Up Close: The Recording Academy Producers & Engineers Wing


Shaping the Future of Music Recording: A Recording Academy membership division, the P&E Wing is a 6,500 member nationwide network that advises The Academy on technical matters related to recording, while addressing areas of concern to producers, engineers, remixers, manufacturers, technologists and other related professionals. Concerns addressed by the Wing include sound quality, development of new technologies, technical best practices, education in the recording arts and advocacy for the rights of music creators. Each of The Academy’s 12 Chapters has a P&E committee; there’s also an advisory council of professionals from different genres and disciplines and a steering committee that, Managing Director Maureen Droney says, “provides direction to help us decide where to put our resources.” Droney describes her role as “an advocate for those who work behind the scenes, dedicated to ensuring they get the recognition and compensation they deserve.”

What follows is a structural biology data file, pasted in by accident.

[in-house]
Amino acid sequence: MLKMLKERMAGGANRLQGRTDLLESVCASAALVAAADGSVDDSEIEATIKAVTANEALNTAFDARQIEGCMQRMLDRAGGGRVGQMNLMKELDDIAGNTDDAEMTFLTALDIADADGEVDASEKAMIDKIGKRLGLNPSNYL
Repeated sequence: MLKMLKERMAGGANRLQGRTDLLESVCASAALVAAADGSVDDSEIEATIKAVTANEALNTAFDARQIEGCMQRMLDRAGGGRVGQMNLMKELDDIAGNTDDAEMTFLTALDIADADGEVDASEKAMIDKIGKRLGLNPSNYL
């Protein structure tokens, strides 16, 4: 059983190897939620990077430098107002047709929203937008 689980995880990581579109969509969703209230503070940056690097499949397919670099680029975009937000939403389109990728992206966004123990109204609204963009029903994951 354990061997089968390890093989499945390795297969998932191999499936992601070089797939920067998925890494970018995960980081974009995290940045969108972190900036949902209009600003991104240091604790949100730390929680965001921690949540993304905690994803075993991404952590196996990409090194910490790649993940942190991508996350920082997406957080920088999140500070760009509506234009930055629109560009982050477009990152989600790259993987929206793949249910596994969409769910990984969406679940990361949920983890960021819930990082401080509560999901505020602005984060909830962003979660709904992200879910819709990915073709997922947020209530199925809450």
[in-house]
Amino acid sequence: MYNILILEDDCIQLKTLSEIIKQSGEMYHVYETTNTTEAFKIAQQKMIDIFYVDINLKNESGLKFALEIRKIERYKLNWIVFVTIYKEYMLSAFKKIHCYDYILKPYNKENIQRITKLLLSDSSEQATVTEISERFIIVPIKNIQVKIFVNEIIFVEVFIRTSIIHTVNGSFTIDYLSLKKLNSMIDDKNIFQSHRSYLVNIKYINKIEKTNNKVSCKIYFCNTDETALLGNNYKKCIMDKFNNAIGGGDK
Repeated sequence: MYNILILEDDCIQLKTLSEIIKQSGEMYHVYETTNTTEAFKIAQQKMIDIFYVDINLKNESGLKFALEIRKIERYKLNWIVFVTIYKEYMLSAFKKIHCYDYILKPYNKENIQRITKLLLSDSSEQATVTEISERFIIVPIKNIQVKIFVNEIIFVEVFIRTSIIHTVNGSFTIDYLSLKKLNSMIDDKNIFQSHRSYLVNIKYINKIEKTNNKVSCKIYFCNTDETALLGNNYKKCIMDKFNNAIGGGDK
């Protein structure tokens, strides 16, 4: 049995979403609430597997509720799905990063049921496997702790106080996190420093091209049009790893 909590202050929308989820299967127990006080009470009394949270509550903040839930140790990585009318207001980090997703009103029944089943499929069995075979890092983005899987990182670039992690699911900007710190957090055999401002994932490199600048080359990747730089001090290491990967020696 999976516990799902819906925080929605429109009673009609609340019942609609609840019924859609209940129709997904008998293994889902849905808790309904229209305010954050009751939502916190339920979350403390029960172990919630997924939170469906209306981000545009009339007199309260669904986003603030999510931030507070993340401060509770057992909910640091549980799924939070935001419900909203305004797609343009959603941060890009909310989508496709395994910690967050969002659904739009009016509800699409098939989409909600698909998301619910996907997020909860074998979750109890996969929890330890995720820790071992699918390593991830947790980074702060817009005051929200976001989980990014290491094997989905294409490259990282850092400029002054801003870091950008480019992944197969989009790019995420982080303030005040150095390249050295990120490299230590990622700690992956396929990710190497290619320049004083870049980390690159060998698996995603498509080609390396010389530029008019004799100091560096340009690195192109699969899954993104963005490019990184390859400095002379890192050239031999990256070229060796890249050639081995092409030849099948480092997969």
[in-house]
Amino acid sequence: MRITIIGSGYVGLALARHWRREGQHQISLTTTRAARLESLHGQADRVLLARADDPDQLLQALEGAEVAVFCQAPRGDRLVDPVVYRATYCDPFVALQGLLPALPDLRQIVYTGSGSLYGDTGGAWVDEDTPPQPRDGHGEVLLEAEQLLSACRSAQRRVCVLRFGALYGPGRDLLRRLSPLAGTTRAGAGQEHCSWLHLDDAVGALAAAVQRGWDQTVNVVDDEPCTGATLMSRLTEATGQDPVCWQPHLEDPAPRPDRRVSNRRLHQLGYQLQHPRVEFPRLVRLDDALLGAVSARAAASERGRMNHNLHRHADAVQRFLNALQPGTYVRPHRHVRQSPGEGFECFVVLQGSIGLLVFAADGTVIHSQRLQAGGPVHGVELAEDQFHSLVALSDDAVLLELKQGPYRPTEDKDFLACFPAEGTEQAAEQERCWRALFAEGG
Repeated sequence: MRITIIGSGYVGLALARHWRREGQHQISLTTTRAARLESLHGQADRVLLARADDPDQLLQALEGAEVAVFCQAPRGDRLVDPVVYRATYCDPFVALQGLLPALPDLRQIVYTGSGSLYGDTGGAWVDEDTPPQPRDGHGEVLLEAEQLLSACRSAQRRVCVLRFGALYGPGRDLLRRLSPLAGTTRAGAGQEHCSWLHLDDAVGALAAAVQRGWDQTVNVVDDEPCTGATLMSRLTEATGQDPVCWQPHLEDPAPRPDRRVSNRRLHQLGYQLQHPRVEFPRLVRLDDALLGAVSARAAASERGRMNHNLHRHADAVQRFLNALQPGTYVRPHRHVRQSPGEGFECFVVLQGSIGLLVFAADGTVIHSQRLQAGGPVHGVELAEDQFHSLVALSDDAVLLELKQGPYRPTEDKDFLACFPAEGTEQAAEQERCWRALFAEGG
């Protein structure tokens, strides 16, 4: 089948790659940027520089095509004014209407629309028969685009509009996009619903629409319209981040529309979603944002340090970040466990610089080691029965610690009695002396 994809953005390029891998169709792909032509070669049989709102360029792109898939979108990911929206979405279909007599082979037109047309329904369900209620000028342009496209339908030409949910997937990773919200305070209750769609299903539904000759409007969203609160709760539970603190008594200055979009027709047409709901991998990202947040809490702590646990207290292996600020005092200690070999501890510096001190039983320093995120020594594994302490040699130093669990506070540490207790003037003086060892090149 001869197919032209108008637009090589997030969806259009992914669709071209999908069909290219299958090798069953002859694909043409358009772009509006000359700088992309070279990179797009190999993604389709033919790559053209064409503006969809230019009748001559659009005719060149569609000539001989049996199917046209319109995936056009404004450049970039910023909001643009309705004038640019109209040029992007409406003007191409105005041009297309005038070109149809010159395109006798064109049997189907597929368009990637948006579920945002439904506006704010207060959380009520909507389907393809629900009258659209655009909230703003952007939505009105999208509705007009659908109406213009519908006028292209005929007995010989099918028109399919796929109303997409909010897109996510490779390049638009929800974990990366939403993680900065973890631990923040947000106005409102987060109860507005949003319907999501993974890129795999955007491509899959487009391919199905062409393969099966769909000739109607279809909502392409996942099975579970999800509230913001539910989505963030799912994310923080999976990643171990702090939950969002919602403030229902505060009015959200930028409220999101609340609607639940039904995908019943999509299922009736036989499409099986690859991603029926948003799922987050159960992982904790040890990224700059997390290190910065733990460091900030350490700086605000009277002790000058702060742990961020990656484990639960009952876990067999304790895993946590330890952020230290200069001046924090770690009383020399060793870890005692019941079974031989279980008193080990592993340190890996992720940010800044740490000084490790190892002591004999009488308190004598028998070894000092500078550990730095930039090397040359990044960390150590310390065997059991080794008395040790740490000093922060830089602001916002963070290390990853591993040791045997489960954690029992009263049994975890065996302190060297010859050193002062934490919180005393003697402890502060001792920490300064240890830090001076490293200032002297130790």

P&E_Logo_ColorCredits and Recording Metadata: The Recording Academy and its P&E Wing are working to address the current lack of visible recording credits for creative contributors to the recording process. Challenges in the digital environment include how to collect and distribute this information in an accurate and standardized manner, and how and where to store and display it.

Until widespread solutions are adopted, the recording community itself must take responsibility to collect and save the information required for creative contributors to be recognized and documented. A recommended list of the most important credits and other data to be documented can be found here: bit.ly/1GxRk6L.

Fair Play, Fair Pay: Earlier this year, The Recording Academy helped introduce to Congress the bipartisan “Fair Play, Fair Pay Act of 2015,” which, if passed, would modernize outdated rules that currently govern music licensing for digital and terrestrial radio broadcasts. It would require terrestrial stations to join satellite and internet radio in making payments to performers for their broadcast on radio. It would also require all forms of radio to pay recording royal- ties on music made prior to 1972 and streamline payment of royalties to producers.

For more information, visit grammy.org/recording-academy/producers-and-engineers.

By Jonathan Widran